THE FOOT TRIPOD:
1. Center of the calcaneus.
2. Head of the 1st metatarsal.
3. Head of the 5th metatarsal.
A healthy foot tripod is dependent on:
– Foot structure
– Flexibility of the joints.
– Strength, endurance and control of the muscles.
Dysfunction of one or more legs of the foot tripod can lead to plantar fasciitis (heel pain), pain in the ball of the foot, bunions, hammer toes and numbness to name a few.
Structural leg length discrepancies can cause lower back pain, amongst other complications. The body can compensate for this FUNCTIONALLY by increasing foot supination on the shorter side to equalise length. This is done by increasing downward movement and force under the head of the 1st MT, increasing the medial arch height.. compensating with your tripod.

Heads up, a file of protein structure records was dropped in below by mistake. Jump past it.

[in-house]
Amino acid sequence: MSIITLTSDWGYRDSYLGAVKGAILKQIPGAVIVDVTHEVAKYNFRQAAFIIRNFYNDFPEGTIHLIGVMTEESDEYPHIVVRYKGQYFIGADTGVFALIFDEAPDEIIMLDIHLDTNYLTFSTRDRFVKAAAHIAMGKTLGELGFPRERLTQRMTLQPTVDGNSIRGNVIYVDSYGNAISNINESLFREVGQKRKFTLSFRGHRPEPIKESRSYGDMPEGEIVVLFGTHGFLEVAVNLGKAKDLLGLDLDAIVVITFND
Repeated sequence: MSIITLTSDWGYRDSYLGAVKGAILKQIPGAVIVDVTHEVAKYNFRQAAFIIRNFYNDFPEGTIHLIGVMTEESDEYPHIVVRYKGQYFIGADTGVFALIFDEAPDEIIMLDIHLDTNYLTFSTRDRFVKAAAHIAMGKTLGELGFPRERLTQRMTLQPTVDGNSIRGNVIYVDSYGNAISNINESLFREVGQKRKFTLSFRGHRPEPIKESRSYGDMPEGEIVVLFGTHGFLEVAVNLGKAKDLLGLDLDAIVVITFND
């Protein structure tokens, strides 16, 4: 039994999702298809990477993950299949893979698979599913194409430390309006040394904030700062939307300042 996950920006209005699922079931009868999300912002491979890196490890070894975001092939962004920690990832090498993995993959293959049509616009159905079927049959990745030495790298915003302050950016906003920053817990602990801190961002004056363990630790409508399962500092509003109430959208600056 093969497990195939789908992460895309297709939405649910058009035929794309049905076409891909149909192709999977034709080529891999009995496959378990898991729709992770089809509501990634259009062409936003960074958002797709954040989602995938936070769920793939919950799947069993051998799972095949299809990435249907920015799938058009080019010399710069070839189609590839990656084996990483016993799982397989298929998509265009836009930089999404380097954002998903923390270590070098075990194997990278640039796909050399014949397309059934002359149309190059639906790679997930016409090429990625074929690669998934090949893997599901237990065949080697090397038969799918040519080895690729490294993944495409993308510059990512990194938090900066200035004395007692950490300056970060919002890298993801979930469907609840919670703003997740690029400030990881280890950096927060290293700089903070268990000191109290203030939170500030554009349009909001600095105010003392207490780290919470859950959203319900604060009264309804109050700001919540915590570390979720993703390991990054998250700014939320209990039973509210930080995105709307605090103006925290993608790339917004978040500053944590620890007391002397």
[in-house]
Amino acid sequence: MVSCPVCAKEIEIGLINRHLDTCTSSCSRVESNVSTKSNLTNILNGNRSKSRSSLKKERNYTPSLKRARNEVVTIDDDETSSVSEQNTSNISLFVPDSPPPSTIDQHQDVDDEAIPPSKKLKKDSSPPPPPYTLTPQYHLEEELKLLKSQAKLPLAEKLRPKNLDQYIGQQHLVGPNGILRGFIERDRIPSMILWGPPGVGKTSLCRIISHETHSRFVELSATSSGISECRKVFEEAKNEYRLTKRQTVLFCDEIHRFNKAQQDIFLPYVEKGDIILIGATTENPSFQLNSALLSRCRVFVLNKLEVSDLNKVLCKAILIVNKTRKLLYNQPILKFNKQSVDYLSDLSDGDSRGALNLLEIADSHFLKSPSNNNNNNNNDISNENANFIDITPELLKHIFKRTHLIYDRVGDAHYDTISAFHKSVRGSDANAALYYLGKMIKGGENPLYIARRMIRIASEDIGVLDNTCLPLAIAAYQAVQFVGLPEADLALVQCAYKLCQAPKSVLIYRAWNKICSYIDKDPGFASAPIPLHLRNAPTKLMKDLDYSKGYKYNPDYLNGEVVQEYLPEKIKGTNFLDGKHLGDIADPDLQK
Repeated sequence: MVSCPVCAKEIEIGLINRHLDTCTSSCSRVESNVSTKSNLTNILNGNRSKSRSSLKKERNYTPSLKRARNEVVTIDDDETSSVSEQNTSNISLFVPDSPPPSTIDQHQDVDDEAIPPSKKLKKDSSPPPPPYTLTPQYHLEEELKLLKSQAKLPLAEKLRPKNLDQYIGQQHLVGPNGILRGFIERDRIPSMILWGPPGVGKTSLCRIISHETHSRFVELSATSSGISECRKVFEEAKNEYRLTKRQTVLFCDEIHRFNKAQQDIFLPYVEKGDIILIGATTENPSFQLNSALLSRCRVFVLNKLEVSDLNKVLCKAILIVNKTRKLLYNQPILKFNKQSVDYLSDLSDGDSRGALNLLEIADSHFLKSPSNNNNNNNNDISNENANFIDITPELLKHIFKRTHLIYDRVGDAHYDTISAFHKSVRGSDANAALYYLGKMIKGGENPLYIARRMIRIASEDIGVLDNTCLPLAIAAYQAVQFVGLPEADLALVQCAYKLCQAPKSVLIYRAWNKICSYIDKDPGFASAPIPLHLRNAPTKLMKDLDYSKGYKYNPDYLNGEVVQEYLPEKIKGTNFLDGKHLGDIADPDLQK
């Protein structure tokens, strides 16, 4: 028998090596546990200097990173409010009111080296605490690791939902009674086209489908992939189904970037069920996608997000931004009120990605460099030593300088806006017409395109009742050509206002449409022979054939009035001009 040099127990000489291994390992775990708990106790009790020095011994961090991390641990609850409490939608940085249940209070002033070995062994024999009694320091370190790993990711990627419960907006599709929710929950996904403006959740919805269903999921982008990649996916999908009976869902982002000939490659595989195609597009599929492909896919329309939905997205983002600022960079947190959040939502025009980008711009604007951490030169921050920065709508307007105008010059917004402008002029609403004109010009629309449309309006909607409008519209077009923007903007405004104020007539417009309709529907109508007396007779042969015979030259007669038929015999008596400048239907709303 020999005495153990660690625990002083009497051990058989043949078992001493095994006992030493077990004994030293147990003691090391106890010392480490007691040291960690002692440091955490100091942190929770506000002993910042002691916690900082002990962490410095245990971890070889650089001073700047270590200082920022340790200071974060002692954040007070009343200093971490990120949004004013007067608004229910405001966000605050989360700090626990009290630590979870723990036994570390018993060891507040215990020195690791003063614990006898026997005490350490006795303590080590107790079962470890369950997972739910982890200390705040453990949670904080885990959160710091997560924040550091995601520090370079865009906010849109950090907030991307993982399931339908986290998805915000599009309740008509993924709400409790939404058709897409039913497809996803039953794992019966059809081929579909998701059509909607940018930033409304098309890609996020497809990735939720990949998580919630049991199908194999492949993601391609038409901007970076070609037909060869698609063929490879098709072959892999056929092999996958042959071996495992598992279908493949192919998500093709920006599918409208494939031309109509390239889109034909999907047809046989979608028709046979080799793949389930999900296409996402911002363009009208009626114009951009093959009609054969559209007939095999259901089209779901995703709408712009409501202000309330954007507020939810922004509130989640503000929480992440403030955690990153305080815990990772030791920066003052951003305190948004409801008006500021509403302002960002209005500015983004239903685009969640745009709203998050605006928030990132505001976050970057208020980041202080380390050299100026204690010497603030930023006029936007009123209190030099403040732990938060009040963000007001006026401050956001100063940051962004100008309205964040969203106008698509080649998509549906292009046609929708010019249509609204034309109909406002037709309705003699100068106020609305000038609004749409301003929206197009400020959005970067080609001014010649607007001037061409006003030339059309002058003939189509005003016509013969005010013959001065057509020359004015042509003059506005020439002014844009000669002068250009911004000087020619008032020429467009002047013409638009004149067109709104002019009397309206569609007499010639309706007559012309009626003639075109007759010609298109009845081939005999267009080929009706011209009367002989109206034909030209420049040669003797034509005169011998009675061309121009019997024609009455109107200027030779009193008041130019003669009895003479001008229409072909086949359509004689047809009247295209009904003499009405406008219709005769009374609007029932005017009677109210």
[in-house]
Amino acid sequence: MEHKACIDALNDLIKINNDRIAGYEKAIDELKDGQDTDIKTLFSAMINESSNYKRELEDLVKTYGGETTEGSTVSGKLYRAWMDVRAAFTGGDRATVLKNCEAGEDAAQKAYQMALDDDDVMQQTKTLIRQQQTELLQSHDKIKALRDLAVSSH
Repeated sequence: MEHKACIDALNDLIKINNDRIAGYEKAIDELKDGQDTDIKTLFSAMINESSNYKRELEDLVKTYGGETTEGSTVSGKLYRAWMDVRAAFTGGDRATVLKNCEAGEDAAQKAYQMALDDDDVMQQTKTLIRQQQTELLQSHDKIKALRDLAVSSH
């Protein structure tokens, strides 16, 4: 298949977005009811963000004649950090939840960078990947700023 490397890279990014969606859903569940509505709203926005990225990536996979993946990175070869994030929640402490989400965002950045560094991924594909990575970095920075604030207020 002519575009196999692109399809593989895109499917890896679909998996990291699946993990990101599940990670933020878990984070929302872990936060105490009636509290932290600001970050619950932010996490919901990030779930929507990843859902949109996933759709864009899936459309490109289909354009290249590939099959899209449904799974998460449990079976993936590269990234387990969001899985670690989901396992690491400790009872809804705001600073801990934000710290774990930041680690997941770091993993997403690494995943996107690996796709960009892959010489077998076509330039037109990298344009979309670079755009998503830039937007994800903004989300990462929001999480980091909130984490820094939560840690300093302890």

The tripod can also FAIL functionally and create a leg length discrepancy (pictured). When the head of the 1st MT has a weakened or inactive downward force. A uniateral pronated or flat foot posture could result.
Can compensation for this occur higher up?
Definitely! If ‘re-supination’ cannot be achieved to restore leg length, another compensation can come from the pelvis.
If you anteriorly rotate the pelvis (ie the innominate rotates forward, bringing the ASIS forward) you can relatively increase leg length. This can be done favourably for one side and create pelvic torsion along with lateral tilt.